Through all of that time, though, Ojinnaka had never been seriously considered for a starting job. Until now.

“In seven years in the NFL, this is my first opportunity I’ve been given to win a starting job,” Ojinnaka said. “I’m going to try to take the job but at the end of the day I am doing whatever I need to do to make this team and help this team win.”

While Ojinnaka is with the rest of his teammates in having to learn the ins and outs of Schottenheimer’s offense, one place he feels comfortable is in the offensive line meeting rooms.

Ojinnaka spent five seasons in Atlanta, including three years with Boudreau when he coached the line for the Falcons. That gives Ojinnaka a little bit of a leg up in the competition because he knows what Boudreau expects of him.

Not that Ojinnaka is taking anything for granted.

“I am happy about (the opportunity) but at the same time I have to do my part also to get the job and also to make the team,” Ojinnaka said. “That’s what I come out here every day to do, get better every day and try to help this team out.”

Fisher has been sufficiently pleased with what he’s seen from Ojinnaka so far but there is much more time and many more padded practices to go before the left guard competition is settled.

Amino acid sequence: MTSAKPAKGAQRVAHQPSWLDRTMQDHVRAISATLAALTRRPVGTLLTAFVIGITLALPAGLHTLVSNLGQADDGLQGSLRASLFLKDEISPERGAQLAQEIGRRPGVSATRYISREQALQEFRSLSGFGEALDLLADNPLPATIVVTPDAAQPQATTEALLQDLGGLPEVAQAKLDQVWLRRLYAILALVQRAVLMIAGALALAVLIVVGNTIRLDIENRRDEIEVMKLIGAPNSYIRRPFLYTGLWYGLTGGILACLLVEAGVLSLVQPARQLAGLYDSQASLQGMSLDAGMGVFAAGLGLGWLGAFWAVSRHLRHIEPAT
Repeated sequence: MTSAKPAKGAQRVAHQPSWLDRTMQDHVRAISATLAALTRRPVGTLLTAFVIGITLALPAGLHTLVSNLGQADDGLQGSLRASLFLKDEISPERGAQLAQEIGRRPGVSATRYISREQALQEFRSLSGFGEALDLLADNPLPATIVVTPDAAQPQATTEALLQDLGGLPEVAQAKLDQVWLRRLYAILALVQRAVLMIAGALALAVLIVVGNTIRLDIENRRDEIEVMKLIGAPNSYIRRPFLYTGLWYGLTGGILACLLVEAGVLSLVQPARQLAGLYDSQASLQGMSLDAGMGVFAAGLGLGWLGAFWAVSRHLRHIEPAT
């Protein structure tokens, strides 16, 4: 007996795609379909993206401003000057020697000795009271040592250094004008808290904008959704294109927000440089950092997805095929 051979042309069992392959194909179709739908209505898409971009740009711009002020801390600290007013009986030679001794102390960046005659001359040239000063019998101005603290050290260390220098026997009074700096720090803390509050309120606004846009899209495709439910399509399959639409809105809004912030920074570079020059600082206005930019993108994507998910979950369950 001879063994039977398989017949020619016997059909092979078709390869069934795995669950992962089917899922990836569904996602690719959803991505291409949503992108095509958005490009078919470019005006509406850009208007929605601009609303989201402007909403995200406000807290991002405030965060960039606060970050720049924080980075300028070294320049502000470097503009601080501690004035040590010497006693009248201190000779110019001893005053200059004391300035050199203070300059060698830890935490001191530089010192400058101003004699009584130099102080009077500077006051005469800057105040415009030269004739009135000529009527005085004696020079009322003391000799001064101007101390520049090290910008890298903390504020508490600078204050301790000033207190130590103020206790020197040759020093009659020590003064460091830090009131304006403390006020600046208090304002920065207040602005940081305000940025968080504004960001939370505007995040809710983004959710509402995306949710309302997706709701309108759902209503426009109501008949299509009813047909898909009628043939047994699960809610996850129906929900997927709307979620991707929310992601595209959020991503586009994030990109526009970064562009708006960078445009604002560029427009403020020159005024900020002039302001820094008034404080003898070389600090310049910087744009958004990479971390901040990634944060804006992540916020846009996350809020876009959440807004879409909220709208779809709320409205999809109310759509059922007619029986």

“(He’s) doing good,” Fisher said. “He’s working guard. He potentially could (play) tackle and he’s smart. They’re communicating well up front.”

In the meantime, the man nicknamed “Moose” by Michael Vick as a rookie in Atlanta, is looking to find any way possible to help the team on and off the field.

A Twitter aficionado (@MooseNation69), Ojinnaka has offered game tickets to the fans who bring the best sign to practice in support of he and the offensive line.

“I’m just trying to do my part for the team to get more fans in the dome,” Ojinnaka said. “They are our 12th man. We are trying to get that dome rocking so the more fans we get in there, the better the team will do.”

HANDLING THE HEAT: The hottest July in St. Louis history is in the books but August doesn’t figure to give any quarter to the Rams as they trudge into the dog days of camp.